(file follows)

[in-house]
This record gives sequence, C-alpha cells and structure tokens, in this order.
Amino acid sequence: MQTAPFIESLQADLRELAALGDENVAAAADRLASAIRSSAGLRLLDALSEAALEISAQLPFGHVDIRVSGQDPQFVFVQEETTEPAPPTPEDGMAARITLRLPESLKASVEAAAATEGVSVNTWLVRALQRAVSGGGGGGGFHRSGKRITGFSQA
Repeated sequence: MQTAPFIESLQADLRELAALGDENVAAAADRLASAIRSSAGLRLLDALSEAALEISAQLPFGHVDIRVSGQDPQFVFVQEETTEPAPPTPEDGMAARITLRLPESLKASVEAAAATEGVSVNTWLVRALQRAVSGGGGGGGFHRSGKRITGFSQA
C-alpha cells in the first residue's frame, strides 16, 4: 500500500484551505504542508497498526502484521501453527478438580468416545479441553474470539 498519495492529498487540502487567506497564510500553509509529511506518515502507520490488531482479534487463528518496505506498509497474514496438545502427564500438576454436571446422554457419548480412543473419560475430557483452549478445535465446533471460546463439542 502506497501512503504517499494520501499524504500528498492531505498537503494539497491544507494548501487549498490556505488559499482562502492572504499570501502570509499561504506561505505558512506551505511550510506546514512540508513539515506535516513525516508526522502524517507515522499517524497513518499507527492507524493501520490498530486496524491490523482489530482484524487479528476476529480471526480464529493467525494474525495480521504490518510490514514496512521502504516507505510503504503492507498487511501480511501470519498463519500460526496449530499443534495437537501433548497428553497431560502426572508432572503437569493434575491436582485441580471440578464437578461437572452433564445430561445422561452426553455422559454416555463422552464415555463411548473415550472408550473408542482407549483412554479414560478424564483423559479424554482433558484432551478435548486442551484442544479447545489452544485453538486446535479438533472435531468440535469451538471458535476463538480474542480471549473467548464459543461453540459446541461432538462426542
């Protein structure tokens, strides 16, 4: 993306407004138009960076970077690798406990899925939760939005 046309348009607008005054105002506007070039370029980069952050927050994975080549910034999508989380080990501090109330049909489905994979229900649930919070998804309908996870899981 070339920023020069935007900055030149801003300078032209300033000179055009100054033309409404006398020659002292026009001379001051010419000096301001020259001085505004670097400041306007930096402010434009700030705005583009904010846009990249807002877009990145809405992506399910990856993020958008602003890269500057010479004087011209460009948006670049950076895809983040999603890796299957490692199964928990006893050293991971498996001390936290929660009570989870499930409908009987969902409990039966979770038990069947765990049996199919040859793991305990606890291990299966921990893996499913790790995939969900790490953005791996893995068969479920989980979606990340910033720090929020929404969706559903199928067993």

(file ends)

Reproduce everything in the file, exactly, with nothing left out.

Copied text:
[in-house]
This record gives sequence, C-alpha cells and structure tokens, in this order.
Amino acid sequence: MQTAPFIESLQADLRELAALGDENVAAAADRLASAIRSSAGLRLLDALSEAALEISAQLPFGHVDIRVSGQDPQFVFVQEETTEPAPPTPEDGMAARITLRLPESLKASVEAAAATEGVSVNTWLVRALQRAVSGGGGGGGFHRSGKRITGFSQA
Repeated sequence: MQTAPFIESLQADLRELAALGDENVAAAADRLASAIRSSAGLRLLDALSEAALEISAQLPFGHVDIRVSGQDPQFVFVQEETTEPAPPTPEDGMAARITLRLPESLKASVEAAAATEGVSVNTWLVRALQRAVSGGGGGGGFHRSGKRITGFSQA
C-alpha cells in the first residue's frame, strides 16, 4: 500500500484551505504542508497498526502484521501453527478438580468416545479441553474470539 498519495492529498487540502487567506497564510500553509509529511506518515502507520490488531482479534487463528518496505506498509497474514496438545502427564500438576454436571446422554457419548480412543473419560475430557483452549478445535465446533471460546463439542 502506497501512503504517499494520501499524504500528498492531505498537503494539497491544507494548501487549498490556505488559499482562502492572504499570501502570509499561504506561505505558512506551505511550510506546514512540508513539515506535516513525516508526522502524517507515522499517524497513518499507527492507524493501520490498530486496524491490523482489530482484524487479528476476529480471526480464529493467525494474525495480521504490518510490514514496512521502504516507505510503504503492507498487511501480511501470519498463519500460526496449530499443534495437537501433548497428553497431560502426572508432572503437569493434575491436582485441580471440578464437578461437572452433564445430561445422561452426553455422559454416555463422552464415555463411548473415550472408550473408542482407549483412554479414560478424564483423559479424554482433558484432551478435548486442551484442544479447545489452544485453538486446535479438533472435531468440535469451538471458535476463538480474542480471549473467548464459543461453540459446541461432538462426542
């Protein structure tokens, strides 16, 4: 993306407004138009960076970077690798406990899925939760939005 046309348009607008005054105002506007070039370029980069952050927050994975080549910034999508989380080990501090109330049909489905994979229900649930919070998804309908996870899981 070339920023020069935007900055030149801003300078032209300033000179055009100054033309409404006398020659002292026009001379001051010419000096301001020259001085505004670097400041306007930096402010434009700030705005583009904010846009990249807002877009990145809405992506399910990856993020958008602003890269500057010479004087011209460009948006670049950076895809983040999603890796299957490692199964928990006893050293991971498996001390936290929660009570989870499930409908009987969902409990039966979770038990069947765990049996199919040859793991305990606890291990299966921990893996499913790790995939969900790490953005791996893995068969479920989980979606990340910033720090929020929404969706559903199928067993």